Copywriting, wetenschap of kunst?

Copywriting, wetenschap of kunst?

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Writing copy is evolving more and more into being a science, rather than an art. Capable of instantaneously testing and tweaking content, marketers can speed up the learning curve and immediately see results after making one small variation in a piece. Marketers sharing and learning from others is widespread, making the learning curve for newcomers higher than ever. Consumers have changed even more rapidly. Browsing on the Internet has trained consumers to quickly ignore meaningless or empty words – fluff doesn’t cut it in today’s sales environment, making relevance more important than repetition in catching consumers’ attention (yes, repetition is still important).

Copywriting legend Bill Bernbach says it all: “Advertising doesn’t create a product advantage. It can only convey it.” Discovering which advantage best connects with your reader is the art; conveying it with proven, tested methods and formatting is the science.
Five copywriting trends for the new-age marketer This is where copywriting has taken us today. Let’s take a look at where we’re going in the next 10 years.

1. Less formal, more conversational tone.

The rapid shift in advertising from traditional to “alternative” media means less formal writing. Connecting with readers, especially the growing number of younger buyers, has increased the demand for a more conversational tone in writing. Copywriters have long been taught not to write formally, but this guideline has taken on an entirely new meaning when they post on blogs or develop content for videos on Web sites. According to a study done by Forester Research, interactive marketing, such as e-mail, search engine optimization, online video ads and social marketing, will reach $61 billion by 2012. Right now, interactive spending is estimated at 8% of marketers’ budgets; in five years, it’s projected to be 18%. The trend of writing less formally is only going to continue in the decade to come.

2. Highlighting benefits vs. features.

With less than two seconds to grab a reader’s attention, demonstrating “what’s in it for the reader” (WIIFM) is more important in today’s advertising age than ever before. Immediately connecting with a pain the reader deeply feels, such as being sick of not having dates on Friday nights and being stuck at home, again, catches their attention and entices them to continue reading. Having their problem solved is what they are looking for – not how you can do it.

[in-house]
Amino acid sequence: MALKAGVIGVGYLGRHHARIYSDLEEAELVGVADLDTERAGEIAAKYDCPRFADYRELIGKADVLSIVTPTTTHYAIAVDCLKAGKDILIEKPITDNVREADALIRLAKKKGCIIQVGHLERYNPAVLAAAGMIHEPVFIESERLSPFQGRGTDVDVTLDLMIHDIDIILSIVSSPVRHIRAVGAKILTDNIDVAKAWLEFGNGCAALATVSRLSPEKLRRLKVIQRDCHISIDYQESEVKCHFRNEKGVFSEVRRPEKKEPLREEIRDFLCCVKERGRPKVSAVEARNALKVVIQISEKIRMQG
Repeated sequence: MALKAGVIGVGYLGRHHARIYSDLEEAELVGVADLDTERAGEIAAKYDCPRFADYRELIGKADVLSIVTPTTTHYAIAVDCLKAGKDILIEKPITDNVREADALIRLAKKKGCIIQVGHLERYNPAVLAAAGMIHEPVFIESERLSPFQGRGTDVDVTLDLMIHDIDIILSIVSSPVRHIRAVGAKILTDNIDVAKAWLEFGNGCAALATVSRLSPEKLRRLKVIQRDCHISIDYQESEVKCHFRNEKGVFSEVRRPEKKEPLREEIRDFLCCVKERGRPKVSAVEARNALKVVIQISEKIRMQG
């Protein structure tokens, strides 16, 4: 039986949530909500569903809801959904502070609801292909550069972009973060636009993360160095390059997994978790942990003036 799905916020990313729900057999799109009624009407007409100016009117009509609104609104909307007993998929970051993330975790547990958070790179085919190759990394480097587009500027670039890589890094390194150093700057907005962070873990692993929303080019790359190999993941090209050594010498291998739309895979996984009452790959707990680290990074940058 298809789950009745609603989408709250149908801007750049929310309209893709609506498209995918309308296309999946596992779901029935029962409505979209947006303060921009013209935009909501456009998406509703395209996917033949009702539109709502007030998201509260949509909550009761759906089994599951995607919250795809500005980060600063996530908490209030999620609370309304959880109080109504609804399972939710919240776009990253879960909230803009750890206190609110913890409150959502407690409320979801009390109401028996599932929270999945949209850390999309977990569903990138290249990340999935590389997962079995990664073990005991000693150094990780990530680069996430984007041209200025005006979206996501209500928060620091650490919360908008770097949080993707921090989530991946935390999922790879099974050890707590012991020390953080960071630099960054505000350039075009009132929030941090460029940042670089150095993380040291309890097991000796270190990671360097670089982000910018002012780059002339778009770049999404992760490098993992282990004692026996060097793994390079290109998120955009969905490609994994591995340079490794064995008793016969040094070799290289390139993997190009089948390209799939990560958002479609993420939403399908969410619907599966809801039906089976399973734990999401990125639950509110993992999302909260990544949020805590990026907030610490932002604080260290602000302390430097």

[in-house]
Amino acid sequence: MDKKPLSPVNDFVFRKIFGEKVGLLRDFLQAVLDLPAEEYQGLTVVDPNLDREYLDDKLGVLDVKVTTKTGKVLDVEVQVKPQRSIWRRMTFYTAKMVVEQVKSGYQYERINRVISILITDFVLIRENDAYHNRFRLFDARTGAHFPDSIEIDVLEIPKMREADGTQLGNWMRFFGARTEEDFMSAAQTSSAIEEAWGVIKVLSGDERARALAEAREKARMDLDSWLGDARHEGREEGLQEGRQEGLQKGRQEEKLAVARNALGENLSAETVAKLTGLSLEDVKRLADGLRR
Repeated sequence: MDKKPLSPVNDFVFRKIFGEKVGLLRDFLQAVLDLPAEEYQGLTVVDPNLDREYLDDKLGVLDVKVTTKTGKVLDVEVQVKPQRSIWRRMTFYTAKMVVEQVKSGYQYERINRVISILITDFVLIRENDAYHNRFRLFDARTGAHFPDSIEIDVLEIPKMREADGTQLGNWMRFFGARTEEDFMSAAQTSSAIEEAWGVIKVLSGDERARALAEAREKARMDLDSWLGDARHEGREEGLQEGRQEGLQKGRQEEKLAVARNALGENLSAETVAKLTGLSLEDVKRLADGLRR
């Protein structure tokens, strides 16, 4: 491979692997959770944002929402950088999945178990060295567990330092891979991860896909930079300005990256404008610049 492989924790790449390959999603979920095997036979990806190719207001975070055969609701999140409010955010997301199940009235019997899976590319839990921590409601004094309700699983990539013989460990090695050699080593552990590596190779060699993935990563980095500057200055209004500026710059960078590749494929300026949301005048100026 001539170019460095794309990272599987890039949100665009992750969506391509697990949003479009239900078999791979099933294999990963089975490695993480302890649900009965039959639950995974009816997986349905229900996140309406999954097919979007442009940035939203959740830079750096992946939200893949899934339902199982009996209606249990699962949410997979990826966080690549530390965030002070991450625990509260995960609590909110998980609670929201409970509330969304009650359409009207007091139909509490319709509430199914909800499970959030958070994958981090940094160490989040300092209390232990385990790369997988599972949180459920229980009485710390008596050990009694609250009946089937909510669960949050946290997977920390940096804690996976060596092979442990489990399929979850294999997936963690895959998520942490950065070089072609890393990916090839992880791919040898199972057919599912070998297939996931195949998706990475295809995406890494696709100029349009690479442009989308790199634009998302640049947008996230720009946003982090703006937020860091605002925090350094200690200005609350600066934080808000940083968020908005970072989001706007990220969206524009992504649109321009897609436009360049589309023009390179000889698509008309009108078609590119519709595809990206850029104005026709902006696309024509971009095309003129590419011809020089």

3. Relationship-building and permission-based marketing.

Consumers are leery of being sold to at the turn of every corner (and with good reason – this is really happening), but if they are interested in your product, they will take the time to learn more about you and your offerings. And once consumers do learn to trust you and your brand, they are more likely to subscribe to e-zines, read free reports, download podcasts, and so on – thus, the term “permission-based marketing” was born. Because consumers are so bombarded with offers and overwhelmed with information, copywriters who have the ability to condense useful, needed information into a usable, easy-to-read format can be key to businesses interested in developing a relationship with target markets. Providing electronic newsletters, free reports, white papers and podcasts are just a few of the many ways businesses build relationships and get permission to market to consumers.

4. Proof and validation.

Guarantees, testimonials, earned awards and company history are definite must-haves for every company. Fly-by-night businesses, the Enron and Arthur Anderson scandals, spam e-mails from Africa and the fall of even long-time giants, like Wards, leave consumers wary of newcomers and fearful of losing money. Marketers should create strong guarantees and include widespread use of testimonials to demonstrate happy buyers and powerful results. Including information about the company’s long-standing history or its founders gives readers a sense of familiarity and confidence in their purchases. Staff photos, the story of how the company was founded and information on the company’s awards or relationships with other proven companies validates a company’s reputation and permanence.

5. Promise of action.

Instant gratification is expected in today’s Web 3.0 world. Will readers lose weight at once? Can they download the product right now? Will their back stop hurting or their headache disappear instantly? Is the information they need to finish their product available immediately? Consumers expect it. Companies provide it. All of this information should be included in your copy.

Bron: Kelly Robbins, Founder of The Copywriting Institute